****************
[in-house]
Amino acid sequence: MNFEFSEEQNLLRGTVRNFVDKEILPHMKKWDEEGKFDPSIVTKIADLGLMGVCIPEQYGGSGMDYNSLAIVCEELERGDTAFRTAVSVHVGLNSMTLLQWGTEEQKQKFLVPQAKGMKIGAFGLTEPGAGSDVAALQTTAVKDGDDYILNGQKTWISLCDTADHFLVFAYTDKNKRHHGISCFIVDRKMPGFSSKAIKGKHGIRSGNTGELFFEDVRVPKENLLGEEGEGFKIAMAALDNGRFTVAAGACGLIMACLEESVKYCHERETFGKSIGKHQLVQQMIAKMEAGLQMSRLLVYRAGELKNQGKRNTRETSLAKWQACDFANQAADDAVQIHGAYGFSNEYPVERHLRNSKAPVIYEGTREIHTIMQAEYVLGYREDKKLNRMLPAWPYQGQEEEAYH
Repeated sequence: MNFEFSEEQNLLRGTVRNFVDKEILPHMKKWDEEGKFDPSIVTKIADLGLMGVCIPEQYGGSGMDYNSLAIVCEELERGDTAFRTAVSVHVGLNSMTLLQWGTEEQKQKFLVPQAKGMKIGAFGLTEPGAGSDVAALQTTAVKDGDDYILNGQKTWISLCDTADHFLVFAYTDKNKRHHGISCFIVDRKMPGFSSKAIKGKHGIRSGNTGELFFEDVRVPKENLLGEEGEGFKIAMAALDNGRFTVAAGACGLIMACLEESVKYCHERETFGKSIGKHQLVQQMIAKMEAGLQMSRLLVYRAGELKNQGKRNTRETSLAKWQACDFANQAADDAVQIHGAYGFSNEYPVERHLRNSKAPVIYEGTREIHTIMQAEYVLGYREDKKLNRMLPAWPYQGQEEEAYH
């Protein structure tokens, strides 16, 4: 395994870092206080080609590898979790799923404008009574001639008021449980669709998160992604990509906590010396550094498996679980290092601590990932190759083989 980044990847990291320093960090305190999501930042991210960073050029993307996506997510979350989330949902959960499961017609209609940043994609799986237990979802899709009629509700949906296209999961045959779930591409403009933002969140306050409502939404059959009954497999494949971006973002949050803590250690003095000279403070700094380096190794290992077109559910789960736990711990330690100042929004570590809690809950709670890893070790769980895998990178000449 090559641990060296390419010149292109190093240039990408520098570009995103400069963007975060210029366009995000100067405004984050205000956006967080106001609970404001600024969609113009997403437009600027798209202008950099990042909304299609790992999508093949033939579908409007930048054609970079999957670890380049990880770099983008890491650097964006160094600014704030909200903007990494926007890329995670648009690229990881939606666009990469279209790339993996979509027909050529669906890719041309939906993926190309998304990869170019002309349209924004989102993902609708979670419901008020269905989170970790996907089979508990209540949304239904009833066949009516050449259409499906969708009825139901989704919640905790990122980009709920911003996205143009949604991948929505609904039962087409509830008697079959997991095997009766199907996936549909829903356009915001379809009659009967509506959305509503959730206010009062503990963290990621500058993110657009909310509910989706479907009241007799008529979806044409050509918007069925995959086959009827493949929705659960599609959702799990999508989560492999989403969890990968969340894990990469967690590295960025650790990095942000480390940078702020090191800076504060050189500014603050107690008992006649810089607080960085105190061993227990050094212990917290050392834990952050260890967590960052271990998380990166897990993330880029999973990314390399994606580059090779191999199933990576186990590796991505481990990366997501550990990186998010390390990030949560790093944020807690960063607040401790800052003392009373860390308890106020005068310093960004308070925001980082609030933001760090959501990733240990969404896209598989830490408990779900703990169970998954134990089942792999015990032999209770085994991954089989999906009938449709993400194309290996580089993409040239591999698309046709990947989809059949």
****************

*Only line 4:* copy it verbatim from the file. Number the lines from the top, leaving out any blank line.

């Protein structure tokens, strides 16, 4: 395994870092206080080609590898979790799923404008009574001639008021449980669709998160992604990509906590010396550094498996679980290092601590990932190759083989 980044990847990291320093960090305190999501930042991210960073050029993307996506997510979350989330949902959960499961017609209609940043994609799986237990979802899709009629509700949906296209999961045959779930591409403009933002969140306050409502939404059959009954497999494949971006973002949050803590250690003095000279403070700094380096190794290992077109559910789960736990711990330690100042929004570590809690809950709670890893070790769980895998990178000449 090559641990060296390419010149292109190093240039990408520098570009995103400069963007975060210029366009995000100067405004984050205000956006967080106001609970404001600024969609113009997403437009600027798209202008950099990042909304299609790992999508093949033939579908409007930048054609970079999957670890380049990880770099983008890491650097964006160094600014704030909200903007990494926007890329995670648009690229990881939606666009990469279209790339993996979509027909050529669906890719041309939906993926190309998304990869170019002309349209924004989102993902609708979670419901008020269905989170970790996907089979508990209540949304239904009833066949009516050449259409499906969708009825139901989704919640905790990122980009709920911003996205143009949604991948929505609904039962087409509830008697079959997991095997009766199907996936549909829903356009915001379809009659009967509506959305509503959730206010009062503990963290990621500058993110657009909310509910989706479907009241007799008529979806044409050509918007069925995959086959009827493949929705659960599609959702799990999508989560492999989403969890990968969340894990990469967690590295960025650790990095942000480390940078702020090191800076504060050189500014603050107690008992006649810089607080960085105190061993227990050094212990917290050392834990952050260890967590960052271990998380990166897990993330880029999973990314390399994606580059090779191999199933990576186990590796991505481990990366997501550990990186998010390390990030949560790093944020807690960063607040401790800052003392009373860390308890106020005068310093960004308070925001980082609030933001760090959501990733240990969404896209598989830490408990779900703990169970998954134990089942792999015990032999209770085994991954089989999906009938449709993400194309290996580089993409040239591999698309046709990947989809059949």